John Proctor as a Tragic Hero
In Arthur Miller’s The Crucible, a husband, John Proctor, deals with the traumatic stress of his wife, Elizabeth, and the accusations of witchcraft pressed onto her. John Proctor is put face-to-face with the men of the court; while righteously defending his family, he is put under the spotlight and accused of witchcraft himself. John Proctor’s characteristics fall into the idea of Aristotle’s tragic hero. Aristotle describes a tragic hero as a virtuous and noble character who meets his demise through a fatal flaw, known as hamartia. John Proctor is a tragic hero because he experiences hamartia, is provided with a free choice that may degrade his dignity, and produces catharsis, an emotional response, in the audience. Proctor’s fatal flaw is demonstrated early on in the play and leads to his steady downfall.
Proctor’s hamartia is his affair with a town girl, Abigail. The root of Proctor’s tragic flaw stems from his high sense of self-pride and hubris, demonstrated when he says: “Because it is my name! Because I cannot have another in my life! Because I lie and sign myself to lies! Because I am not worthy the dust on the feet of them that hang…leave me my name” (Miller 143). Proctor’s deep sense of pride pushes him to protect his friends and his name which ultimately leads to his tragic flaw. He reveals this tragic flaw to the public when he states: “[Elizabeth] is innocent, except that she knew a whore when she saw one!” (Miller 89). As soon as Proctor reveals his flaw to the public, the tides turn and he is placed under direct charges from the court. A tragic hero’s hamartia produces all of the actions that occur afterwards, including the hero’s morally challenging free choice.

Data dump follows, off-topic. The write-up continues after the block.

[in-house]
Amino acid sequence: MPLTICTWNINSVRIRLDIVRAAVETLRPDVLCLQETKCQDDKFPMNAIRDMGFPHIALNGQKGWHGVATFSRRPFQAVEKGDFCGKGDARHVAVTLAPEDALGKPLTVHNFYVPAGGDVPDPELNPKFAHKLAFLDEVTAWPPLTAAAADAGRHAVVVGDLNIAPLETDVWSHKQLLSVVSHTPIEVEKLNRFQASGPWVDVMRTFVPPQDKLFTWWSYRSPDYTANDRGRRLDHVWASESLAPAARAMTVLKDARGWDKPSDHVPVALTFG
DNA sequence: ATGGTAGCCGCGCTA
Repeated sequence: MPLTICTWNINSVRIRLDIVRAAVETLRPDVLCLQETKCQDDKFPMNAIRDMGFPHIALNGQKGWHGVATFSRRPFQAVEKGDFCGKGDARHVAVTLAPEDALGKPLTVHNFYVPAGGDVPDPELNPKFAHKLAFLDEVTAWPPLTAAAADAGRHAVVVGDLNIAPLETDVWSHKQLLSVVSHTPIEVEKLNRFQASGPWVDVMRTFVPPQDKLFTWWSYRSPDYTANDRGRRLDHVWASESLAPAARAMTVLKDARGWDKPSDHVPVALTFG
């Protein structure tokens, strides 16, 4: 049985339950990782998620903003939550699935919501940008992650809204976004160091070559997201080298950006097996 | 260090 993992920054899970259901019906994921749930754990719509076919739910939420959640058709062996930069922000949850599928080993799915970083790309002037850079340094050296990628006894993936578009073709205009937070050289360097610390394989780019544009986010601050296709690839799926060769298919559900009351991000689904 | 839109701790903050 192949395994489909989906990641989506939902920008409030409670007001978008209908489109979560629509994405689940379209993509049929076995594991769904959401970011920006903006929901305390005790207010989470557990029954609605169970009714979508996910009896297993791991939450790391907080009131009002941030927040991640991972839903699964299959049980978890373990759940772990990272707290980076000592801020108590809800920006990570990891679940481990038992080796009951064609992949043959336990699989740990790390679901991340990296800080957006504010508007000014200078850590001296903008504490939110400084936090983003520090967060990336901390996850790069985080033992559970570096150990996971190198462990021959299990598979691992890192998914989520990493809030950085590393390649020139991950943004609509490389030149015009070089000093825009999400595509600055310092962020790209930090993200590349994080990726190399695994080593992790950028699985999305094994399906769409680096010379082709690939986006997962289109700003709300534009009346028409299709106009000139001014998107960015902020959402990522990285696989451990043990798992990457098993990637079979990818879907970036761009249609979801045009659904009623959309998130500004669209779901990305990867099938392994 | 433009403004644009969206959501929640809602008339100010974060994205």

Proctor’s free choice is reached towards the end of the novel when he is faced with two options: One choice leads to his safety at the dispense of multiple others’ lives and the other choice leads to his death, but a death of...